Community Fire Protection

According to Marcello Hirschler, “The best fire protection strategy for buildings is one that limits fires to a small size.” Although it may seem axiomatic, the smaller the fire, the smaller the force needed to meet that fire threat. Battin, Cooper, Gallagher, Sweeney & Waters stated, over 30 years ago, “Automatic suppression equipment can have a definitive effect on the number and size of fire apparatus and manpower needed for public fire protection.”

In the United States, property owners have no constitutional right to a fire department; they were originally organized by private citizens in response to fires within their respective communities. This changed in Pennsylvania 11 years ago, when the legislature passed a law requiring local elected officials to provide for both fire and emergency medical services to the degree decided upon by those same elected officials

Fire protection by fire departments is fire protection of last resort. Community fire protection must begin at the planning level, yet few community “master plans” address the subject. They, generally, concern themselves with land use issues, but not strategies to protect that which is constructed upon that land. Automatic fire sprinklers must have a place in the master plan for community fire protection, yet those who are pushing to have residential sprinklers deleted from the code are not responsible for fire protection in those communities. Some construction and trade associations, by their actions, claim themselves to be experts in fire safety and they are advising state elected officials to ignore the long-term impact that the installation of sprinklers can have. Battin, et al. observed “Local government officials should pay attention to the fire protection experts in their communities” … their fire department.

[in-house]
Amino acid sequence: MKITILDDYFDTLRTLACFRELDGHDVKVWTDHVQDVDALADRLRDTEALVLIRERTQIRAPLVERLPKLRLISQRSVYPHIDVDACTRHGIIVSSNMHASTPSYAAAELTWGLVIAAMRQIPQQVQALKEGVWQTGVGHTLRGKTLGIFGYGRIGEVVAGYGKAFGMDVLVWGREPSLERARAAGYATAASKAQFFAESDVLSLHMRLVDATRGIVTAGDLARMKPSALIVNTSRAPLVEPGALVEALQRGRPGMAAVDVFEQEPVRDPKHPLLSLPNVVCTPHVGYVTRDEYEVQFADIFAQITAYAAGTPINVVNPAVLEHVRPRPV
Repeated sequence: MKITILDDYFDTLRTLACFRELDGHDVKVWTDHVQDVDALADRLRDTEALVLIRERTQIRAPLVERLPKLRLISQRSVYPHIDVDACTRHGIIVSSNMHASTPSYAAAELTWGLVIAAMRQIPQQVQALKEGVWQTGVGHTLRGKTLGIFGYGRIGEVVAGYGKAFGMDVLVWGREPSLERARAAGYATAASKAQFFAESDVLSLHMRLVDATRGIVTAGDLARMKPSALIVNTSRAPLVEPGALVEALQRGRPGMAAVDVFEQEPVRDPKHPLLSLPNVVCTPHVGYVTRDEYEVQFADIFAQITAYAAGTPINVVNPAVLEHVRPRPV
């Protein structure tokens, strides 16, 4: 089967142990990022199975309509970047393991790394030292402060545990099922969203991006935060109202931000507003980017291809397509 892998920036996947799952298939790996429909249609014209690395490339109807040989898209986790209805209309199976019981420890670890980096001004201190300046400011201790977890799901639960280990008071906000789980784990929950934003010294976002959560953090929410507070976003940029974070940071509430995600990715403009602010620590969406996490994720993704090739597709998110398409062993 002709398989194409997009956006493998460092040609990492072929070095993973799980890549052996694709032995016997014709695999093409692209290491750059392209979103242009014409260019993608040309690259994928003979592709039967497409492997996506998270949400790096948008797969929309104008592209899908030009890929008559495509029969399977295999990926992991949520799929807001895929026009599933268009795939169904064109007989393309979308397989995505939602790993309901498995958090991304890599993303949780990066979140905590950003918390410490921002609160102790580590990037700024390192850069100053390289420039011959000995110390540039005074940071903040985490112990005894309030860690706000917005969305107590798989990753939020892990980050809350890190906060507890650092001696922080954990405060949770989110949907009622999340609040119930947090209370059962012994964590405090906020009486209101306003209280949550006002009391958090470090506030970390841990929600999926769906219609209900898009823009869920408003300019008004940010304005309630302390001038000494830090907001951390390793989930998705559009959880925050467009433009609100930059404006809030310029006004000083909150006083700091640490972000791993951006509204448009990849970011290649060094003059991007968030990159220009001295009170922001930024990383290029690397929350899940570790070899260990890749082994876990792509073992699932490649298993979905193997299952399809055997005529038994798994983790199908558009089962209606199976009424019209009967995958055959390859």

In Pennsylvania, numerous organizations have pledged their support of residential fire protection, including:

  • Montgomery County Municipal Fire Officials Association
  • The International Association of Fire Chiefs
  • The International Association of Fire Chiefs – Eastern Division
  • The Pennsylvania Career Fire Chiefs Association
  • Upper Merion Township
  • Lehigh Valley Burn Prevention Foundation
  • Pennsylvania Fire & Emergency Services Institute
  • Northampton County Fire Chiefs Association
  • Cumberland County Volunteer Fireman’s Association
  • Bucks County Fire Chiefs and Firefighters Association
  • and more…

Yet, outside parties not responsible for fire protection or community risk, have been successful in downgrading the requirements for sprinklers in the PA Uniform Construction Code and in other states.

Expertise is defined as the knowledge of an expert. In addition to the above listed groups, the United States Fire Administration supports residential sprinklers; so to whom should one defer; to an outside organization without experience in fire protection, or to those who have the education, background and experience to make information recommendations regarding fire protection and the best method by which it should be provided?